ProKarelia movement wants back ceded areas as well as war reparations paid to the Soviet Union
Money would be used to rebuild Karelia and nearby Russian territories
ProKarelia, an independent Finnish NGO, which insists on the return of the Finnish territories that were ceded to the Soviet Union during the Second World War, is also requesting that Russia return to Finland the war reparations paid to the Soviets some fifty years ago.
ProKarelia also claims that Russia should make good for the destruction caused during the war, as well as damage inflicted after peace was made.
According to ProKarelia plans, returned war reparations and other monetary amends would be placed in a special "Karelia Fund".
The funds would then be used to rebuild and restore the returned areas and to refurbish the areas on the Russian side of the new national frontier - which would match the border established by the Tartu Peace Treaty of 1920.
Such distribution of funds would prevent a living standard gap from being created in the area.
The ProKarelia movement's remarkably detailed plan, which even includes dates, for the returning of the compulsorily ceded areas is presented in a new book Karjalan palautus (Returning Karelia) that was published on Wednesday.
The author of the book, Veikko Saksi, estimated at Wednesday's press conference that in today's currency the war reparations paid to the Soviet Union after the so-called Continuation War of 1941-1944 would total around EUR 4,000 million.
As a burden to Finland's national economy, however, the war reparations correspond to no less than EUR 30 billion.
This is a substantial amount of money, as the Finnish government's budget for the whole year of 2005 is just shy of EUR 38 billion.
After the peace was agreed, the Soviet Union also confiscated from Finland possessions left by the Germans and these should also be compensated for. Saksi estimates this sum at around EUR one billion.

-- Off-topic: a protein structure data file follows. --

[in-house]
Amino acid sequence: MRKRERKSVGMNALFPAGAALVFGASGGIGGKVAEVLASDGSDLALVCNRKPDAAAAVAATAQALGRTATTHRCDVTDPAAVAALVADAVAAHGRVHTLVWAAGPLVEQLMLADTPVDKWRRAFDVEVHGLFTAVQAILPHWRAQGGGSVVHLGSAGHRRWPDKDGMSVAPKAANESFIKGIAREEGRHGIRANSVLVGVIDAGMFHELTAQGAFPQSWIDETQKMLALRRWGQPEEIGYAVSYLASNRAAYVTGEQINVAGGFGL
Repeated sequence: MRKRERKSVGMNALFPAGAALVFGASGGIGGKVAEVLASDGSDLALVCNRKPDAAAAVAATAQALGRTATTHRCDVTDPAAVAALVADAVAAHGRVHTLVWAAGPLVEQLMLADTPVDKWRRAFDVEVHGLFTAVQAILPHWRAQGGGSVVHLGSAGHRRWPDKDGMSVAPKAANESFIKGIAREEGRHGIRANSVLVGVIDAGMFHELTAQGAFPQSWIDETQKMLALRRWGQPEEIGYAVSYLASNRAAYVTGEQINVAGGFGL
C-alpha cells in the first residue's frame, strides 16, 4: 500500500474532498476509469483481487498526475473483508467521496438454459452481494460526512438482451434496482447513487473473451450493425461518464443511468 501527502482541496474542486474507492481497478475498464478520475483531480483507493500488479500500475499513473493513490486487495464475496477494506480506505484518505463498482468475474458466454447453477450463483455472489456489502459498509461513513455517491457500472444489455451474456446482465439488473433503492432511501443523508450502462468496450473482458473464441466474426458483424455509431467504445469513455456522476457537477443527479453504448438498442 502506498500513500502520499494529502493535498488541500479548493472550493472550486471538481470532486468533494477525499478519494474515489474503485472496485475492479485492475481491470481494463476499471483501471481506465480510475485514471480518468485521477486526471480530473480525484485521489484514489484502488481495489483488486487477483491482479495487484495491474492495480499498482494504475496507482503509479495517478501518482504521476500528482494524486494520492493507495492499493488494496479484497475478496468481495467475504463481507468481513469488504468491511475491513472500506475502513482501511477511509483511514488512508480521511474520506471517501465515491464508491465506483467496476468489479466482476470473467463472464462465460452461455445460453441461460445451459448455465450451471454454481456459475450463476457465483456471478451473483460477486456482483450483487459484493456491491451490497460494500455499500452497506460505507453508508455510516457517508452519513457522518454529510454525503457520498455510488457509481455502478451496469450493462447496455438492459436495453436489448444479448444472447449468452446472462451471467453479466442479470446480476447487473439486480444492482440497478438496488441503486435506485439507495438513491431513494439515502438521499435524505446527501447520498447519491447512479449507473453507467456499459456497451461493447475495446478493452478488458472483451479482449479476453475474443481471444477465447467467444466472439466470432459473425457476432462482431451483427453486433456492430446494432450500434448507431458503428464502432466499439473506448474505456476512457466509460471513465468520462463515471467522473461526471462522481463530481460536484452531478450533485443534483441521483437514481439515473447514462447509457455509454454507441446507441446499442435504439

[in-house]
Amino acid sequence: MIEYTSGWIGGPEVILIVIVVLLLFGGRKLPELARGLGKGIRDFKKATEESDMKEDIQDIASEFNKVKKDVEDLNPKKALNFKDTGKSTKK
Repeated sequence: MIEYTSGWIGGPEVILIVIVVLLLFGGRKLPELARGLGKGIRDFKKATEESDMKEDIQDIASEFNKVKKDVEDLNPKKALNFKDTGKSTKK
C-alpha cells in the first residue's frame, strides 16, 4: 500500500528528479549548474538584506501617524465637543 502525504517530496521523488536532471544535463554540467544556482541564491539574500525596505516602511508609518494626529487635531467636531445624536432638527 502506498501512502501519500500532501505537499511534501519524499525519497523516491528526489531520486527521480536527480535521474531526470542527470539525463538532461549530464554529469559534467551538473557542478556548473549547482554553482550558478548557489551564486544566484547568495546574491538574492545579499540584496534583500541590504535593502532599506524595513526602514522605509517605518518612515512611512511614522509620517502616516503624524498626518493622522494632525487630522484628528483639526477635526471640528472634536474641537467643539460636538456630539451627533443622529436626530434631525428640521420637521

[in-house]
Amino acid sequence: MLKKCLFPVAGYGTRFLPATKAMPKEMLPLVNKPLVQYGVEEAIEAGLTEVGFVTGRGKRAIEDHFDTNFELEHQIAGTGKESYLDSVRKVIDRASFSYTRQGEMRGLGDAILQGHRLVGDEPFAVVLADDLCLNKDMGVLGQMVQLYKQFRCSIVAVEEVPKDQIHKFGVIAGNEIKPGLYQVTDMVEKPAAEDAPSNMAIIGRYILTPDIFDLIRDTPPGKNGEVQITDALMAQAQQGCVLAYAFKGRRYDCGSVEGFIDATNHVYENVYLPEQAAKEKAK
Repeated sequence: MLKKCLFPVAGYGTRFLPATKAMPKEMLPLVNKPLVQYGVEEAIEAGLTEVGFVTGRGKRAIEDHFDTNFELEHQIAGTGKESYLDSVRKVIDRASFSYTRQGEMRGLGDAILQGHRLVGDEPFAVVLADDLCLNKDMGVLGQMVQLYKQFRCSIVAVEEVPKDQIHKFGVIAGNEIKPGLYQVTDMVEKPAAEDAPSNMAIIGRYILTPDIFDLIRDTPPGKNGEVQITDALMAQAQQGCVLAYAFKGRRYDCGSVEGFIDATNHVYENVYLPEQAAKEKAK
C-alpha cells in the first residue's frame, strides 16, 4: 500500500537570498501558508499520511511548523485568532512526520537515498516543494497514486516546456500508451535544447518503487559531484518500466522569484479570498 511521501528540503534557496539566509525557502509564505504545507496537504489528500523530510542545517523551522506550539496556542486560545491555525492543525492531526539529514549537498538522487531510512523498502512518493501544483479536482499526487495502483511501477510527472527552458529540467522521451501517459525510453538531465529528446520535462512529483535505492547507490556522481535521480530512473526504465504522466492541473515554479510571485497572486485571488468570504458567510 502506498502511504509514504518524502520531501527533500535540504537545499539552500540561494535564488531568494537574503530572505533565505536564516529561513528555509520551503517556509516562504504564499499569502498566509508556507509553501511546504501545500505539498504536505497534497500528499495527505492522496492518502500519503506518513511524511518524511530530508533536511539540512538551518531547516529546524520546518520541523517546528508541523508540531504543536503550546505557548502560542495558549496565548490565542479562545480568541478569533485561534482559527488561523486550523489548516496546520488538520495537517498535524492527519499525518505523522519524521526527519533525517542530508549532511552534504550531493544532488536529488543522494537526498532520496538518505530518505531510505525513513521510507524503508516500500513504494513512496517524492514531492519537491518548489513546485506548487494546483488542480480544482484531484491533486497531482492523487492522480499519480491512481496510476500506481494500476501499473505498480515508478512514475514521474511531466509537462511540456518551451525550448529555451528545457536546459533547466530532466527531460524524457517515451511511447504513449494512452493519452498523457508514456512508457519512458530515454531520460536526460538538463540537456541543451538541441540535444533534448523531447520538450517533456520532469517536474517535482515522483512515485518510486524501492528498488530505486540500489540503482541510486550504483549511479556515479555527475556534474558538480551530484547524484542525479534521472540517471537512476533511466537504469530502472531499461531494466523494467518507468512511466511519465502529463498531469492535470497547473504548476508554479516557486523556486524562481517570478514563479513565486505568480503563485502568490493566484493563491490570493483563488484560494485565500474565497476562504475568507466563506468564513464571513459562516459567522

Saksi's book also brings up questions relating to devastation experienced by the Finns during the war, the human casualties, and the destruction carried out in the ceded areas after the war. Monetary value is not suggested for these issues. Deciding on that would be a task for the negotiations with the Russians.
The ProKarelia movement estimates that the rebuilding of Karelia, which consists of the Karelia Isthmus and Ladoga Karelia east and north of Lake Ladoga, would cost EUR 30 billion and would take around ten years.
Two-thirds of the expenses would be funded by private citizens and corporations. The government's portion would be covered by forest industry profits from the area, and by a 25-percent tax levied on all returned assets.
The price for rebuilding the Petsamo and Salla areas further north has not been calculated.
According to ProKarelia's estimates, some 250,000 Russians would stay in the returned areas. Human rights and proper living conditions would be guaranteed for them, but obtaining Finnish citizenship might take some time.
The Karelian cities of Vyborg and Sortavala have become badly dilapidated and the surrounding countryside is even worse off. Of the just under 1,300 Karelian villages, one thousand have already become empty of inhabitants.
The ProKarelia movement believes, nevertheless, that some 300,000 Finns would move into the region.
The movement's plan does not reveal who these people might be.
Karelia activist Prof. Heikki Reenpää explained that the purpose of the new book was to free the Finnish people for an unbiased discussion on the subject.
The time to address the Russians will come later.
"Time to wake up, people!" declared emeritus professor Pentti Malaska during the at times heated discussions.
Russian officials have thus far shown no inclination to return any of the territories concerned.
Previously in HS International Edition:
Last war reparation train crossed Finnish-Soviet border 50 years ago (3.9.2002)